Hi Laurie, thanks a lot for your comments and support. Yes, giving up control and fear of any outcomes, is beautifully freeing. You just reminded me that I, too, had to wear braces as a kid and absolutely hated it but did what I was told. Years later when all 4 wisdom teeth came through, my teeth went completely out of alignment again and we were right back to square one. And you’re right – your daughter either does it or she doesn’t do it, either way, it’s all good.
      It’s all been one big rollercoaster since he was born but we’re all growing and stretching every step of the way. Thanks again Laurie.

  13. Fiona, the more of you that is revealed through your sharing, the more I feel connected to you. What you have described here is not mainstream parenting and many would not understand, but for me, as for you, it is the only way. Other paths not only don’t work, but led to more estrangement and resentment. I honor you for taking this path which is utterly dependent on trusting yourself, your son’s path and the Spirit to bring understanding that cannot come any other way.
    I thought Louise’s sharing above was beautifully supportive–coming from a mother who was once the child in this situation.
    In a different way, I am being called to do a similar thing with my younger son who is in his mid-thirties. For the last 20 years we have been spiritually and emotionally very close, but he is now going through a time of deeply processing our family dynamics and their effect on his relationships. As a result our relationship is very different with little contact and far less sharing. I am so grateful that while I miss how it was, I am able to trust this passage for both of us and able to be fully present to him when we do meet…for which he is very grateful. I share this because it gets back to the core of what you were talking about: having no control over another, only ourselves, and getting to the place where we have no desire to control.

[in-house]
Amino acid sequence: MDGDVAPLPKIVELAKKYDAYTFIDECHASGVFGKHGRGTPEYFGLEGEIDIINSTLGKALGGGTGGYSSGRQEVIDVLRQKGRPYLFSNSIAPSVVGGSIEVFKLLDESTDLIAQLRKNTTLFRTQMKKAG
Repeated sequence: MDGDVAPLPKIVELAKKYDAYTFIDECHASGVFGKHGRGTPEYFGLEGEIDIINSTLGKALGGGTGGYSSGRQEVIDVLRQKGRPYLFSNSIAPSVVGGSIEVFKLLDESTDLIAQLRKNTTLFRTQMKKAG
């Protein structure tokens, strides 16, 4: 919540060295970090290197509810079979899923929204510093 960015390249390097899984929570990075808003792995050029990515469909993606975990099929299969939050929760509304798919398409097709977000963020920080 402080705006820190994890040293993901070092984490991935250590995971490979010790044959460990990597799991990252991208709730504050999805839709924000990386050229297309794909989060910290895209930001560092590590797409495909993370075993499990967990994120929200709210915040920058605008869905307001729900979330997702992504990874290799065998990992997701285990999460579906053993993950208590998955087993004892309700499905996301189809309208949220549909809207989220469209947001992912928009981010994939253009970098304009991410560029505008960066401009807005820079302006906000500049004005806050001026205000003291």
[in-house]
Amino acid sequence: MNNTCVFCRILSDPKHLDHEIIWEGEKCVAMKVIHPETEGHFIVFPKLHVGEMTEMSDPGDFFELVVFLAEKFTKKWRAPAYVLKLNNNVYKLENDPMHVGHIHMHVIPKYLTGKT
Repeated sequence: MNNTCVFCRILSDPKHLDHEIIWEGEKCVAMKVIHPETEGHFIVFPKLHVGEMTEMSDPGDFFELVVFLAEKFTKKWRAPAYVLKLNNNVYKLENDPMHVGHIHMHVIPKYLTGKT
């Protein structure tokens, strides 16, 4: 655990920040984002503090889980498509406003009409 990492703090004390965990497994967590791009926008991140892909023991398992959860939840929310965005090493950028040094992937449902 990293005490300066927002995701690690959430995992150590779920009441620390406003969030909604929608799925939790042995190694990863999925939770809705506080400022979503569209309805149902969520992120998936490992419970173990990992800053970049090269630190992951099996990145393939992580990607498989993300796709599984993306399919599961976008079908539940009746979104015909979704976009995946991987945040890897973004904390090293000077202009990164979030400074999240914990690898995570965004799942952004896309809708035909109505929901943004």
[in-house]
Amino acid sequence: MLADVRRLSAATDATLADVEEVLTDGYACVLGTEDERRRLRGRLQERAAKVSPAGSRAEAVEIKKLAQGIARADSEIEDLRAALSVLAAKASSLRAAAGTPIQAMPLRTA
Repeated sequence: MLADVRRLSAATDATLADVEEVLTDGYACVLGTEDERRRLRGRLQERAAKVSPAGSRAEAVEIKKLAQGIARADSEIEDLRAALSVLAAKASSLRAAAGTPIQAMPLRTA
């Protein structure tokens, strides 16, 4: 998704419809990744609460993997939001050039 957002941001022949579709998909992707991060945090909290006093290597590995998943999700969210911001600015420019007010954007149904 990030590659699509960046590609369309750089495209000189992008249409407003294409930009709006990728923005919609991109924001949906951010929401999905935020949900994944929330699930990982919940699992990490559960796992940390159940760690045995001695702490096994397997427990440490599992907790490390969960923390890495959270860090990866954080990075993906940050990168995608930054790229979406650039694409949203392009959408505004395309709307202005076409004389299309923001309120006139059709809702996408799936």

My gratitude for such a deep and revealing sharing.

    • Fiona Stolze says:

      Thanks so much for your comments Maridel and I , too, feel a lovely connection with you. Spiritual teachings urge us to give complete freedom to another when we feel the need to control. Releasing the need to be a smothering mother allows me to stand back and see my son for who he is. Perfect just the way he is regardless how things may look. It’s lovely to hear that you are trusting this process with your son too.

  14. Beautifully written Fiona. I guess this reflects what I told you about me when I truanted – there was NOTHING my parents could do about it. I almost didn’t fully understand why I did it and threats, punishments etc had no effect. They could not control me. It’s a constant lesson I try to learn also and I think it’s doubly (or more) difficult as a parent. We feel our childrens’ safety and well being is our responsibility and it’s REALLY hard not to turn that into a control issue. I think you have coped admirably with this and I hope the school is open to your suggestion that we talked about yesterday.
    Louise Edington
    Fearless For Freedom

    • Fiona Stolze says:

      Thanks Louise and I very much appreciate you sharing about your truancy in younger years. It shows the other side of the coin and brings the balance. The school also has a chance to respond in a favourable way now. By really feeling how it is to not have any control and not be able to do anything, it has thrown some switches. And it definitely is freeing.

  15. Fiona, it seems that you are handling a difficult situation with grace, love and forgiveness… what a wonderful gift that is to both you & your son!

    It takes awhile (at least it did for me!) to really grasp that the only thing I can control is my reaction to others & circumstances. I can never change the behavior of someone else or an external situation, but I can determine my response.

    A great lesson Fiona!

    Heidi (& Atticus)
    “commentary to give you paws…”

    • Fiona Stolze says:

      Thanks Heidi. This really is something that affects each and every one of us in different areas of our lives. Choosing a different response is key. And not always easy.